• For many students and families, the financial strains of college or career training can be a prohibitive barrier to postsecondary next steps. Many families have no experience base with the financial aid process. Consider ways to differentiate support for students and families, as needed, to ensure that all have access to the necessary information to be eligible for financial assistance. 

Encourage meaningful goal setting. Having a well-thought out, informed goal is one of the most critical components to a student truly being college- and career-ready. This is the case for all students, regardless of postsecondary pathways as so many decision points during high school impact a student’s eligibility for options beyond graduation. And, there are tremendous costs–including financial, temporal, and quality of life–for students who are stagnant because they are not working toward an outcome or fall behind because they end up in a situation that is a bad fit.  

  • Help students engage in meaningful goal setting from freshman year. Build it into advisory period work or the course selection process. Find ways to embed it in processes for students so that they regularly revisit their goal, iteratively adapt it as they learn and have new experiences, and use the goal to inform decision-making.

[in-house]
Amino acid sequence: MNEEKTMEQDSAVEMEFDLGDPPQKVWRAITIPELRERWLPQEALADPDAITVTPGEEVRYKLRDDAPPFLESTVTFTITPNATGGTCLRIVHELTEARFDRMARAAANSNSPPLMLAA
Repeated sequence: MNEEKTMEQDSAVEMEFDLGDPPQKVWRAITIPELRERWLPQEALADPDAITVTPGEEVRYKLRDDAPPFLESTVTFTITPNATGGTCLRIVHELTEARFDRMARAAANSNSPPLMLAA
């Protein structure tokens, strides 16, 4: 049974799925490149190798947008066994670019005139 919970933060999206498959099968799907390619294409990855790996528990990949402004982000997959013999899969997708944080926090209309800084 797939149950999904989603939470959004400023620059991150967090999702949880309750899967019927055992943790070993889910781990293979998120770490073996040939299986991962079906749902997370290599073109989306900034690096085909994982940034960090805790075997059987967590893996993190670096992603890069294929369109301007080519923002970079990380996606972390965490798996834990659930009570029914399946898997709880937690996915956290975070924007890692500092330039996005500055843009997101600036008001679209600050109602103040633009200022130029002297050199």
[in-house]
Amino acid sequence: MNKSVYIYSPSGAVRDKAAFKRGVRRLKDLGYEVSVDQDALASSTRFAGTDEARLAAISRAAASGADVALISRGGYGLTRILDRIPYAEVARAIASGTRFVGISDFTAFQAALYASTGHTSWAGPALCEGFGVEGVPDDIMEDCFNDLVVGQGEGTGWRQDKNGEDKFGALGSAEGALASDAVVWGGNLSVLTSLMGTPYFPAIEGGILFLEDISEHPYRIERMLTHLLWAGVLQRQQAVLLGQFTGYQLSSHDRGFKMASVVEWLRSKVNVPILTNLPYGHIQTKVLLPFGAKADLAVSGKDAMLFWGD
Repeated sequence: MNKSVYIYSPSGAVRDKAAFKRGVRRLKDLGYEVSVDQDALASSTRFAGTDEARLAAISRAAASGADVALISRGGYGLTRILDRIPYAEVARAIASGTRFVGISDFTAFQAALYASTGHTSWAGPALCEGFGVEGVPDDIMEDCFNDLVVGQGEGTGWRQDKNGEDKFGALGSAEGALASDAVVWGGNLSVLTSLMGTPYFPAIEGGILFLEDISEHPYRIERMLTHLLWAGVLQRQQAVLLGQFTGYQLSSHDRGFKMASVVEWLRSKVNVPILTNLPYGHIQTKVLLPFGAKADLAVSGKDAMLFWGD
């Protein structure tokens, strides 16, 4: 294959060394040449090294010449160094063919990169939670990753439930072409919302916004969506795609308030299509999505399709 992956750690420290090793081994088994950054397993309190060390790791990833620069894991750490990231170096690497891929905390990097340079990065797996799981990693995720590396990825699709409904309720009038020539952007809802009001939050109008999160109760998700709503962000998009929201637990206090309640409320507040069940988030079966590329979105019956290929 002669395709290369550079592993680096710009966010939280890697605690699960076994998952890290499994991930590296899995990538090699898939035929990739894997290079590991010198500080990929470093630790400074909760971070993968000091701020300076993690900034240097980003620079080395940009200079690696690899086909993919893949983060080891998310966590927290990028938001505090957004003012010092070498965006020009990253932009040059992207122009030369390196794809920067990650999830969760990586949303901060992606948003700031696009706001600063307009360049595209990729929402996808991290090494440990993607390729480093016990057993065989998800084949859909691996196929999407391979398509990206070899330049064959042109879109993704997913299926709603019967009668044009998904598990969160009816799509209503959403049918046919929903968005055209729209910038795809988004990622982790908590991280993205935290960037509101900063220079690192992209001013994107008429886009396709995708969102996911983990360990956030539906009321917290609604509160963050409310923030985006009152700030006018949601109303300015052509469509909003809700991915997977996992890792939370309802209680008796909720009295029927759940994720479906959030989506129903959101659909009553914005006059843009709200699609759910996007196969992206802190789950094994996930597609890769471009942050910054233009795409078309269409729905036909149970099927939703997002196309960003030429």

• Empower students to use their voice and exercise choice through the goal-setting process. Help them understand the breadth and depth of options available to them, rather than them naturally defaulting to what they know from family and friends. Find opportunities for them to share their dreams and clearly lay out necessary steps to achieve what might seem like lofty and impossible goals. Providing tangible steps allows students to see how they can make these dreams possible. 

Looking Forward to The New Year 

In order to have energy and enthusiasm to make all of these things happen in your school or district, remember that it is important to incorporate learning and joy into your days. Counselors spend nearly all their time taking care of others–be sure to take care of yourself, too. Whether a five minute meditation, exercise, listening to music in the car, or connecting with friends, think about what you can build into your day to support your wellbeing. Finding an exciting professional development opportunity might inspire new ways of thinking or open up a dialogue to help you engage students in new ways. Or even taking a few moments to sit down to eat a meal or connect with colleagues to chat and laugh can help you maintain perspective and prevent you from feeling isolated as you tackle challenges.